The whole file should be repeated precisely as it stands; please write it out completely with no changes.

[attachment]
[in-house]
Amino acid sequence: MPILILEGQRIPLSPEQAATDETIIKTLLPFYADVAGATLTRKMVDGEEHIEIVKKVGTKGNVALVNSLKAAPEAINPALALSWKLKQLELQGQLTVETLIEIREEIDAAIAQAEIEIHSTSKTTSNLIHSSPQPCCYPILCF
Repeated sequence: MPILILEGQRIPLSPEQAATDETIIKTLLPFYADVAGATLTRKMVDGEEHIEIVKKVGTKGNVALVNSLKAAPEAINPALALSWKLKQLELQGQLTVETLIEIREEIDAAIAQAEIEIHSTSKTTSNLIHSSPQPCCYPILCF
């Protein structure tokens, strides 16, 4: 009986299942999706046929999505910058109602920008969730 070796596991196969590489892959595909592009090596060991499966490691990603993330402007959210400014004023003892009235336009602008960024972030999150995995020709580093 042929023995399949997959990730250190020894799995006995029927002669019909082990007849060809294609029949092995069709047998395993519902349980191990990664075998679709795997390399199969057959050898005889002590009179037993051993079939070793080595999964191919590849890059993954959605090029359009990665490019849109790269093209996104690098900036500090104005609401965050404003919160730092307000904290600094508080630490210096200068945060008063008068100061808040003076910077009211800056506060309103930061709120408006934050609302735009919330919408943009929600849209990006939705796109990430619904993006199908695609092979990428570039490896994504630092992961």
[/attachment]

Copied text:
[in-house]
Amino acid sequence: MPILILEGQRIPLSPEQAATDETIIKTLLPFYADVAGATLTRKMVDGEEHIEIVKKVGTKGNVALVNSLKAAPEAINPALALSWKLKQLELQGQLTVETLIEIREEIDAAIAQAEIEIHSTSKTTSNLIHSSPQPCCYPILCF
Repeated sequence: MPILILEGQRIPLSPEQAATDETIIKTLLPFYADVAGATLTRKMVDGEEHIEIVKKVGTKGNVALVNSLKAAPEAINPALALSWKLKQLELQGQLTVETLIEIREEIDAAIAQAEIEIHSTSKTTSNLIHSSPQPCCYPILCF
């Protein structure tokens, strides 16, 4: 009986299942999706046929999505910058109602920008969730 070796596991196969590489892959595909592009090596060991499966490691990603993330402007959210400014004023003892009235336009602008960024972030999150995995020709580093 042929023995399949997959990730250190020894799995006995029927002669019909082990007849060809294609029949092995069709047998395993519902349980191990990664075998679709795997390399199969057959050898005889002590009179037993051993079939070793080595999964191919590849890059993954959605090029359009990665490019849109790269093209996104690098900036500090104005609401965050404003919160730092307000904290600094508080630490210096200068945060008063008068100061808040003076910077009211800056506060309103930061709120408006934050609302735009919330919408943009929600849209990006939705796109990430619904993006199908695609092979990428570039490896994504630092992961």